NGFA’s Gordon noted: “Advancements in crop-production technology may bring about more drought- and disease-resistant varieties that further improve yields. But thus far, production increases attributable worldwide to biotech crops have been overshadowed by production and yield gains resulting from improved plant breeding and agronomic practices. Biotech clearly can help us feed the world, but it’s not the sole answer to growing U.S. ag productivity. We also need to access more acres idled under the Conservation Reserve Program and to intensify production on existing planted acreage. As more biotech crops are authorized and adopted into production practices in more countries, productivity gains should continue.”
While research investment is essential in overcoming future production challenges, gaining the public’s support of biotechnology must also be a high priority.
“GMOs have been transformational within the industry, but the challenge is to educate and communicate the benefits of GMOs as well as to acknowledge — from a long-term impact perspective — that a lot is still unknown,” Hund says. “The industry must do a much better job in addressing this issue with the public.”
Uldrich predicts the environmental community future — especially sustainability advocates — will shift its stance on GMOs sooner than later.
“I think in the near future they will say, ‘If these GMOs require less water, less energy, fewer herbicides and pesticides — that’s a pretty good deal,’ ” he predicts. “If you start comparing those inputs to the inputs of organic crops that are very energy intensive, then from a sustainability perspective they’re going to get onboard. However, I also think the environmental community is going to fracture over this issue.”
As the scientific, economic and human imperatives make the case for GMOs, the continued advancements in genomics will need to be studied, regulated and addressed by objective parties to ensure stability of the technology and mediate safety concerns.
“I’m personally of the opinion that there are overall more net positives from genetic modification of crops, but I don’t want to minimize the risks the opposition points out,” Uldrich says. “There are legitimate concerns there, but I’m more confident our regulatory system will go to the far extreme to support these positives than I am worried about GMOs running rampant.”
GMO identification and segregation will continue to cause industry adaptation until governments lessen restrictions to allow GMOs into their food supplies. Paul Philips, Maxi-Lift’s executive vice president of sales, marketing and operations, adds: “I think people in the industry will really need to look at that and figure out how that fits with the overall needs of the world because we are the grocery store to the world.”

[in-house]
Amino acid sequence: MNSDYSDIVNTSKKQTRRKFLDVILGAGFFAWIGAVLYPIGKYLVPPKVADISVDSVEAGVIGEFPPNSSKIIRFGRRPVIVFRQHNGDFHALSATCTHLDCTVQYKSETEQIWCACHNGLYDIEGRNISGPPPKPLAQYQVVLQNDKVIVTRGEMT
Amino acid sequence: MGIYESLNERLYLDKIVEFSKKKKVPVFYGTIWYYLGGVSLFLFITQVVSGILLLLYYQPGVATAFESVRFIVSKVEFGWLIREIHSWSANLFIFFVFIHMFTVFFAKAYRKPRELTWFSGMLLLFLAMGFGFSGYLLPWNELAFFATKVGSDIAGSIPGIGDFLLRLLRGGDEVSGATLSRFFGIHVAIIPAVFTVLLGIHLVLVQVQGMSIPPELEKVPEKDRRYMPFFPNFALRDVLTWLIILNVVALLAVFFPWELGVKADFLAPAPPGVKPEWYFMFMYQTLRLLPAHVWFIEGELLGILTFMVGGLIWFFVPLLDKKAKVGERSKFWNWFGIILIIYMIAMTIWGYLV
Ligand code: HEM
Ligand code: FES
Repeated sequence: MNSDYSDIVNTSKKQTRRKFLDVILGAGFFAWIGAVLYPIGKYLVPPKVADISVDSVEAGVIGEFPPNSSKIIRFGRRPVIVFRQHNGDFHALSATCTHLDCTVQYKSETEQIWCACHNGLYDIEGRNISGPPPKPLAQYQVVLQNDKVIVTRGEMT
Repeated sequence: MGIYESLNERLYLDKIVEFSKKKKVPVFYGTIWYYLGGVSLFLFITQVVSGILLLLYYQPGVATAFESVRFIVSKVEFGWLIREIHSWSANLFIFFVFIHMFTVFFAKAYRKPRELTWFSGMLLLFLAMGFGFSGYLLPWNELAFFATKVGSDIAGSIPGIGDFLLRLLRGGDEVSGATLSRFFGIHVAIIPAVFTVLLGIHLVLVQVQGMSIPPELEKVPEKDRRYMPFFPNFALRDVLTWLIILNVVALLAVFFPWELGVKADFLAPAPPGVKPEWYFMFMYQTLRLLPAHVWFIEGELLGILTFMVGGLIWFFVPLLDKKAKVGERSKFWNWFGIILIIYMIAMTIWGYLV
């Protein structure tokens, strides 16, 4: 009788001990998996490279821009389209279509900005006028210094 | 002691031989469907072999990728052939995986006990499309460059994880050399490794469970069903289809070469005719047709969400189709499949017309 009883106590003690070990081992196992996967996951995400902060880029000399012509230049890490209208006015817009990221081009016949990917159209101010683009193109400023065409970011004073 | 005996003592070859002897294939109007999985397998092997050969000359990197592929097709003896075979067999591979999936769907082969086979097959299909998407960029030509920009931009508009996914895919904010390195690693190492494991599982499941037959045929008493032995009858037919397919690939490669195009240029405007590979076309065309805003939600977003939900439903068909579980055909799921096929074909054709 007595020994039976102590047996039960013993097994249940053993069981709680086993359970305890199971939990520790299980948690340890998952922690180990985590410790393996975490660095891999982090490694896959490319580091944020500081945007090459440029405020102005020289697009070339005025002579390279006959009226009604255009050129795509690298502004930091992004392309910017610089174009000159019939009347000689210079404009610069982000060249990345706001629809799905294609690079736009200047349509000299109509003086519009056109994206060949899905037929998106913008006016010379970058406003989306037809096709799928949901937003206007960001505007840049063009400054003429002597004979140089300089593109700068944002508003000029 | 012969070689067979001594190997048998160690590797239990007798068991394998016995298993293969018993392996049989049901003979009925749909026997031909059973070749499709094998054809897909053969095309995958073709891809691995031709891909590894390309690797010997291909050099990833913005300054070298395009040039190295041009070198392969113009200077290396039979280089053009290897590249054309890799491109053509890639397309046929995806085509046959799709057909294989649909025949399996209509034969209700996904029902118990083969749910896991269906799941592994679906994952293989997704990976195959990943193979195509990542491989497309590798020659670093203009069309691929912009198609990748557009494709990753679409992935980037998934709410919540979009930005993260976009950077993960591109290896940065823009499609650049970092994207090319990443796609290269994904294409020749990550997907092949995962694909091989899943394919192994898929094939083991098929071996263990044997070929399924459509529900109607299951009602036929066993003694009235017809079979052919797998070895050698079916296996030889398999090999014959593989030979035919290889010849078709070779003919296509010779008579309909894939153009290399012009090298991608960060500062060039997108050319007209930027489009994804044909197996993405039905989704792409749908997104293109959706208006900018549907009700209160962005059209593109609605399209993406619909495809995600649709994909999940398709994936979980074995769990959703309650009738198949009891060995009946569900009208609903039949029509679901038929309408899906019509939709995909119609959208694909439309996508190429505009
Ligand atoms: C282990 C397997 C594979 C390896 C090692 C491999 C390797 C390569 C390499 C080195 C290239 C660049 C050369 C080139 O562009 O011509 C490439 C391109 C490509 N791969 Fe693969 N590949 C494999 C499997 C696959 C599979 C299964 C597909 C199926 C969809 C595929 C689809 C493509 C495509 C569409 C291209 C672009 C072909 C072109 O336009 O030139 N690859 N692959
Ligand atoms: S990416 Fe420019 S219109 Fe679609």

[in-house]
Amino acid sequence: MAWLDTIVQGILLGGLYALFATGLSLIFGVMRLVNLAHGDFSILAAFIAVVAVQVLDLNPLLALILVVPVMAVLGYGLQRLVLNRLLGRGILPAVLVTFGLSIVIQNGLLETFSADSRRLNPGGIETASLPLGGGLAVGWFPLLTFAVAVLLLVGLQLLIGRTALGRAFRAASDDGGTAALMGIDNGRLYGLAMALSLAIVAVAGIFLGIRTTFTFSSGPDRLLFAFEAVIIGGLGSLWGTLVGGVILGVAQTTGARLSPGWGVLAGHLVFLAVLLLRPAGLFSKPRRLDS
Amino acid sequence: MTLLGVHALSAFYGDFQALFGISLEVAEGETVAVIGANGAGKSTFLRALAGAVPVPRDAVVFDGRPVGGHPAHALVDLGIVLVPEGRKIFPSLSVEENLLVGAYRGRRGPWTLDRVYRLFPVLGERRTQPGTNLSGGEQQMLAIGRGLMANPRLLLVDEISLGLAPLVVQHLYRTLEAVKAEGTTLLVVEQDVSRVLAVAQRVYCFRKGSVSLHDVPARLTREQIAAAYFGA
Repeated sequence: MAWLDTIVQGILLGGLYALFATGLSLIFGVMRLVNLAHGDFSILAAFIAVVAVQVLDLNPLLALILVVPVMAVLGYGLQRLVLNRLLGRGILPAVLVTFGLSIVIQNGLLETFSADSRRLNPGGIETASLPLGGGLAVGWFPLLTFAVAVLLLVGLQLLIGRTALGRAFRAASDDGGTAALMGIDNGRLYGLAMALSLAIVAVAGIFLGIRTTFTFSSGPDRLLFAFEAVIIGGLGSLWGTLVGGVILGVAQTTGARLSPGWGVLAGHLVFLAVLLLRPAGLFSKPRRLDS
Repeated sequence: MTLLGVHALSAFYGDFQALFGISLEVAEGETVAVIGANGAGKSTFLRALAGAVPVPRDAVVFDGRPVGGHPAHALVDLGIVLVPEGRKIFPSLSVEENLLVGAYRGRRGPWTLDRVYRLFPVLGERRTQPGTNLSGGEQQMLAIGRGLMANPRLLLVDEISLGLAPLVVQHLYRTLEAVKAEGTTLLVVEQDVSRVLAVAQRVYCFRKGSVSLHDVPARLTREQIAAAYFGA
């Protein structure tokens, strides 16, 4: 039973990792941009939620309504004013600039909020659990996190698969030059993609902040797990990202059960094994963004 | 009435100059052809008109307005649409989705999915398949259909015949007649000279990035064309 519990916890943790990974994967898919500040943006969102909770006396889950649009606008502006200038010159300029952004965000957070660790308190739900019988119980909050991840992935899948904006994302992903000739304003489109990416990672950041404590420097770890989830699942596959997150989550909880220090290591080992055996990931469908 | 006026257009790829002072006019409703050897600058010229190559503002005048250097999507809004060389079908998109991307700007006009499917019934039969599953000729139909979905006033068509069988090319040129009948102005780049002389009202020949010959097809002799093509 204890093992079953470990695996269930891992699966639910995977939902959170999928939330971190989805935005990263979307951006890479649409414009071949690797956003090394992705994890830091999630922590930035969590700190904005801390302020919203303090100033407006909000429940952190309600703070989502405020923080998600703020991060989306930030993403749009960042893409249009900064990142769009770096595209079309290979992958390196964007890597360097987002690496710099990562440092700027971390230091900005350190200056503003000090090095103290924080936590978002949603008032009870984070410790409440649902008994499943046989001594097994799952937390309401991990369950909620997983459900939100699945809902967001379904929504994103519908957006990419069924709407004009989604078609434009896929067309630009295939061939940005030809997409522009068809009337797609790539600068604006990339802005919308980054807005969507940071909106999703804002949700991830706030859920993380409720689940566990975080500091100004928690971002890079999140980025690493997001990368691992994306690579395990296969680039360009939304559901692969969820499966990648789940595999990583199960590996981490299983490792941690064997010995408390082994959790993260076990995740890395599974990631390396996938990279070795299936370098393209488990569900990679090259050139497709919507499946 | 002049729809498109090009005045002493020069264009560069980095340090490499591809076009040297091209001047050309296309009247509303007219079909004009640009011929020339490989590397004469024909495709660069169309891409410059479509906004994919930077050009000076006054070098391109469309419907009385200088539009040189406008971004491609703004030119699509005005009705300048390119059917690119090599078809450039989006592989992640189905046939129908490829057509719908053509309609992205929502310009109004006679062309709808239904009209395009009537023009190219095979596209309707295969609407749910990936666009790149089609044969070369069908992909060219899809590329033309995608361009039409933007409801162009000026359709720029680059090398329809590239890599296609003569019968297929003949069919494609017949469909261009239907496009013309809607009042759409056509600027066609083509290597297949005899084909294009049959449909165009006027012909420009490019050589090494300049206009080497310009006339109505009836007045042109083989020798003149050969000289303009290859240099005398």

Biotech supporters are less concerned with whether or not the technology will be available, but more so with the ability for individuals in most impoverished nations to be able to afford to feed themselves.
Faster, bigger, better
Who better to gauge the future of the industry than those with their finger on its pulse everyday. Equipment suppliers for the grain handling and feed manufacturing industries tend to agree on one thing: The industry is shrinking.
“In the future there will be fewer players due to consolidation,” predicts Scott Chant, president of SafeGrain/Maxi-Tronic, Inc. “The companies that are left are going to be very efficient. To survive you’ll have to be on your toes to still be considered a player in the game.”
Facilities will continue to grow larger, with enhanced material handling capabilities, more automation and fewer employees. Greg Ver Steeg, vice president of marketing, Sudenga Industries, feels new software technology and advanced robotics will bring the industry to “a level of automation we can’t comprehend.”
“I think investments in automation and technology have to be the No. 1 goal of the industry,” says Mike Nelson, director of business development with Repete. “Stay as up-to-date on technology as you can because it moves so fast. If you’re not embracing tech, you’re going to get left behind.”
Mark Dohnalek, marketing director of RBHM&E, notes that the domestic regulatory environment is making some long-term shifts in facility management. “[Regulations] are forcing the industry to really reflect and invest in new areas. It has become a head wind to conducting business differently, and will no doubt continue to do so.”
As regulation influences and deters capital investments, Uldrich urges companies to internalize the idea that while certain technologies are expensive today, they will only get better, faster and cheaper.